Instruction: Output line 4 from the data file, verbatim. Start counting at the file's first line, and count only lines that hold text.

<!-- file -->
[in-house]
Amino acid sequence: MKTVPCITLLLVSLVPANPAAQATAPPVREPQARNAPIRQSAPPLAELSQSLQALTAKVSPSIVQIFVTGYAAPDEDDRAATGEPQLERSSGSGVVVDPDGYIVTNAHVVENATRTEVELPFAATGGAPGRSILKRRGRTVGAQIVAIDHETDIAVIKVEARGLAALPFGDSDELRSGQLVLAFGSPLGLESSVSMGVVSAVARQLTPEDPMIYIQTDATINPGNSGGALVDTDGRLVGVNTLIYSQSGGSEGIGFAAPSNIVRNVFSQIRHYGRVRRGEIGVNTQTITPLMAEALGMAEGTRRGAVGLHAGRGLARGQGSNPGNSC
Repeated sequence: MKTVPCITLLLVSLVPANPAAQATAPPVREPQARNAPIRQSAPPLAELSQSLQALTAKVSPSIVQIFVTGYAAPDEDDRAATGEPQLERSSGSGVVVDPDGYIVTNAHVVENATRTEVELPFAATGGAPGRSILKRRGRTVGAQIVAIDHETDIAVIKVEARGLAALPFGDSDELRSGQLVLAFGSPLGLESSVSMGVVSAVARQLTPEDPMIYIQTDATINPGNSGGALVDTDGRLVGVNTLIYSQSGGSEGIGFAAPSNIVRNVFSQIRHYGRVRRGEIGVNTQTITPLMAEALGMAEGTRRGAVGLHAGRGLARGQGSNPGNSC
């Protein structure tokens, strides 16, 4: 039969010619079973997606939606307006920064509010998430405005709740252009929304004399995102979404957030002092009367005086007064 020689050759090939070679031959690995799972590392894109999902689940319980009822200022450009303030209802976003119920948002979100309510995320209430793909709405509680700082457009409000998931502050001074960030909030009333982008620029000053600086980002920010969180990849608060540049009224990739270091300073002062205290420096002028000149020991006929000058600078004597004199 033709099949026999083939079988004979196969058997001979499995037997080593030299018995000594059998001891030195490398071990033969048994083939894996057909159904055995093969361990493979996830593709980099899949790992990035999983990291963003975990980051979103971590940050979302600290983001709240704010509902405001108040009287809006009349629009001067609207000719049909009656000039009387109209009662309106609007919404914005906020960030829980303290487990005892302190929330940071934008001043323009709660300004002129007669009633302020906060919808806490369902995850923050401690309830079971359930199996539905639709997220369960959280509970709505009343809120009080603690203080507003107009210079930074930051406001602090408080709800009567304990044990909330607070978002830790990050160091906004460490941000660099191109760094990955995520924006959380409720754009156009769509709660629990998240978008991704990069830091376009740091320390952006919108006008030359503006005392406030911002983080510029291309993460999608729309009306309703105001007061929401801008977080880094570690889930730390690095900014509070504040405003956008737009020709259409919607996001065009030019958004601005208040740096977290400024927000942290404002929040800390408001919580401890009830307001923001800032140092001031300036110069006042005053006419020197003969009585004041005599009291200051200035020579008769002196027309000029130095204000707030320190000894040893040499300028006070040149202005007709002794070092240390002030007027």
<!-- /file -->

């Protein structure tokens, strides 16, 4: 039969010619079973997606939606307006920064509010998430405005709740252009929304004399995102979404957030002092009367005086007064 020689050759090939070679031959690995799972590392894109999902689940319980009822200022450009303030209802976003119920948002979100309510995320209430793909709405509680700082457009409000998931502050001074960030909030009333982008620029000053600086980002920010969180990849608060540049009224990739270091300073002062205290420096002028000149020991006929000058600078004597004199 033709099949026999083939079988004979196969058997001979499995037997080593030299018995000594059998001891030195490398071990033969048994083939894996057909159904055995093969361990493979996830593709980099899949790992990035999983990291963003975990980051979103971590940050979302600290983001709240704010509902405001108040009287809006009349629009001067609207000719049909009656000039009387109209009662309106609007919404914005906020960030829980303290487990005892302190929330940071934008001043323009709660300004002129007669009633302020906060919808806490369902995850923050401690309830079971359930199996539905639709997220369960959280509970709505009343809120009080603690203080507003107009210079930074930051406001602090408080709800009567304990044990909330607070978002830790990050160091906004460490941000660099191109760094990955995520924006959380409720754009156009769509709660629990998240978008991704990069830091376009740091320390952006919108006008030359503006005392406030911002983080510029291309993460999608729309009306309703105001007061929401801008977080880094570690889930730390690095900014509070504040405003956008737009020709259409919607996001065009030019958004601005208040740096977290400024927000942290404002929040800390408001919580401890009830307001923001800032140092001031300036110069006042005053006419020197003969009585004041005599009291200051200035020579008769002196027309000029130095204000707030320190000894040893040499300028006070040149202005007709002794070092240390002030007027």